A heart failure study by NEOMED scientists in collaboration with Temple University researchers was recently highlighted in the Journal of Cardiac Failure. Takhar Kasumov, Ph.D., an associate professor of pharmaceutical sciences, is one of the senior authors of “Proteome Dynamics and Bioinformatics Reveal Major Alterations in the Turnover Rate of Functionally Related Cardiac and Plasma Proteins in a Dog Model of Congestive Heart Failure,” published in the Journal (2021, Nov. 14).
In this paper, the authors applied a proteome dynamics method developed by Dr. Kasumov’s group to study the turnover rates (synthesis and degradation) of cardiac and plasma proteins in a dog model of congestive heart failure.
The study, for the first time in a large mammal, demonstrated multiple heart failure-related alterations in functionally related proteins. This study may facilitate discovery of new molecular markers of heart failure and alleviate medical and financial burdens in disease therapy.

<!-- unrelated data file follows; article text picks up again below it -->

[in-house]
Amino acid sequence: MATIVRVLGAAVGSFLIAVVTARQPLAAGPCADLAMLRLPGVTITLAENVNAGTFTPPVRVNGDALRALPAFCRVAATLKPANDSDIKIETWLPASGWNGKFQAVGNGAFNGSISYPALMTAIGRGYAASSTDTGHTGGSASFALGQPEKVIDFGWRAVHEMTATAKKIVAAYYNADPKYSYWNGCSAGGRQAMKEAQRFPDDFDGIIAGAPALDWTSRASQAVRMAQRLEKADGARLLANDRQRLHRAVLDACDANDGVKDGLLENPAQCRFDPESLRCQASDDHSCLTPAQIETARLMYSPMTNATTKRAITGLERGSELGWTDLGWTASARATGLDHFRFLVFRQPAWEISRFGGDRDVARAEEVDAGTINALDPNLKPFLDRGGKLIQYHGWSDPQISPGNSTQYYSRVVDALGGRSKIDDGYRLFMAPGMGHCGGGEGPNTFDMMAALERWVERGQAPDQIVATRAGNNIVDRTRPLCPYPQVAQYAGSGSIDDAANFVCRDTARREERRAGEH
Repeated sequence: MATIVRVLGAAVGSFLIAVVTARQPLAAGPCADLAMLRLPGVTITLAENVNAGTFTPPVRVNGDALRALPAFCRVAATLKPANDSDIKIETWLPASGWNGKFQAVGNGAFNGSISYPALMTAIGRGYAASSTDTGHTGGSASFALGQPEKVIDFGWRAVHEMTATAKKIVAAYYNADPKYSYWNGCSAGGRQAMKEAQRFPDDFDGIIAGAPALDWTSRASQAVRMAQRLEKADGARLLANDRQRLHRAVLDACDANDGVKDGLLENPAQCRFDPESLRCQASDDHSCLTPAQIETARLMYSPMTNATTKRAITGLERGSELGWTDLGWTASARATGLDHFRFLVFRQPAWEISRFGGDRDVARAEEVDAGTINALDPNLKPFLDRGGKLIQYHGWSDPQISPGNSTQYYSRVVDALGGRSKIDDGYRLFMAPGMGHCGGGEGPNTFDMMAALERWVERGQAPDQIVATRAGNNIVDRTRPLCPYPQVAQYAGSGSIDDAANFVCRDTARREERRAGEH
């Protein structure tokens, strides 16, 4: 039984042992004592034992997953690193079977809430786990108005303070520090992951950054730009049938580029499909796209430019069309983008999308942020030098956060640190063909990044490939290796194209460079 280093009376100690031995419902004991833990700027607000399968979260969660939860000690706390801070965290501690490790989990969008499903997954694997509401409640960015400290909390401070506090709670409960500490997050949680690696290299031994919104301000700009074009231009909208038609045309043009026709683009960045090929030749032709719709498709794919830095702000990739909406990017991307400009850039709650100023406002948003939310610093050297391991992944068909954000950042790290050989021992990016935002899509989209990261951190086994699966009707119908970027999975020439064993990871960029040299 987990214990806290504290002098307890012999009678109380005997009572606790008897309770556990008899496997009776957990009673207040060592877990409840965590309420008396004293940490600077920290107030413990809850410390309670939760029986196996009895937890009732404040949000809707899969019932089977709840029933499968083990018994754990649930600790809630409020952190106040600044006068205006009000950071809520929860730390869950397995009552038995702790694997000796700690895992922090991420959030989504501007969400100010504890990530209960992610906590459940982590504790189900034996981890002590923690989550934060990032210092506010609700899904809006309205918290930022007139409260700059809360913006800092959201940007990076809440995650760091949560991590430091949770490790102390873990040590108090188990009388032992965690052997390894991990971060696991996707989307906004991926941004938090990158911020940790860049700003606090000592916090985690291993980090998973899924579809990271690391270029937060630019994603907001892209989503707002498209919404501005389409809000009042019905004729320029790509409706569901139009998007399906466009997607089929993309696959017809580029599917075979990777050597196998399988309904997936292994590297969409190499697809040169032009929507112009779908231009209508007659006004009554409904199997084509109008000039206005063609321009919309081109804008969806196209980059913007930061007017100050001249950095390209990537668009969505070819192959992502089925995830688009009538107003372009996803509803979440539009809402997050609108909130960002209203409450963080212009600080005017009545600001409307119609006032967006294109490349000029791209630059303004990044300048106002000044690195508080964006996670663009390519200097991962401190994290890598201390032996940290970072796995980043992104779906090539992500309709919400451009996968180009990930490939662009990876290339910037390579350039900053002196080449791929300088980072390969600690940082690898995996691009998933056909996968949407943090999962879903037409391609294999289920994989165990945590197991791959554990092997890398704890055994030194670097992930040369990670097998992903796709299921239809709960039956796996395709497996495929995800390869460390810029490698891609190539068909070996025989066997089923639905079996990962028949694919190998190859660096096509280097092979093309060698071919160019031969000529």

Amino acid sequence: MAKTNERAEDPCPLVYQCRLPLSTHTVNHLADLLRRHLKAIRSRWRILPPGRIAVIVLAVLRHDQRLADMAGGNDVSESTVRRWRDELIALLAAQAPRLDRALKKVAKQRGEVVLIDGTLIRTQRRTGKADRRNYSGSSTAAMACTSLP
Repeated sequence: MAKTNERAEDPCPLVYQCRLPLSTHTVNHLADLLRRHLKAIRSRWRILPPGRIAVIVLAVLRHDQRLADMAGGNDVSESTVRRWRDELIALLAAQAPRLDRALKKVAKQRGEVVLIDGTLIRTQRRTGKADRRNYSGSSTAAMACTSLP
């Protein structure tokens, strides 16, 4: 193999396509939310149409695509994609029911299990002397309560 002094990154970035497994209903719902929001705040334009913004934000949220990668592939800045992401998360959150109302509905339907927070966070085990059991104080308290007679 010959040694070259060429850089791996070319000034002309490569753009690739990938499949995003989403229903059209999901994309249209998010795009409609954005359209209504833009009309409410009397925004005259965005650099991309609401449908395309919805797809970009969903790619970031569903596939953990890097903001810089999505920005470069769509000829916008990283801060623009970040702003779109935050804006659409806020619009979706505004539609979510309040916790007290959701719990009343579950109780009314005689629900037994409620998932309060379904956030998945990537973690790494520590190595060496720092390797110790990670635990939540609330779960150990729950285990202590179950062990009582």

Proteomics in Heart Failure
Investigators from Stanford University and the University of Michigan also wrote an editorial titled “Proteomics in Heart Failure: From Benchtop to Bedside” that highlighted findings of the paper by Dr. Kasumov and his colleagues.
Within the Diabetes, Obesity and Metabolism research focus area at NEOMED, Dr. Kasumov’s laboratory studies the pathogenesis of obesity-associated metabolic diseases – including nonalcoholic fatty liver disease (NAFLD) and diabetes – and their cardiovascular complications.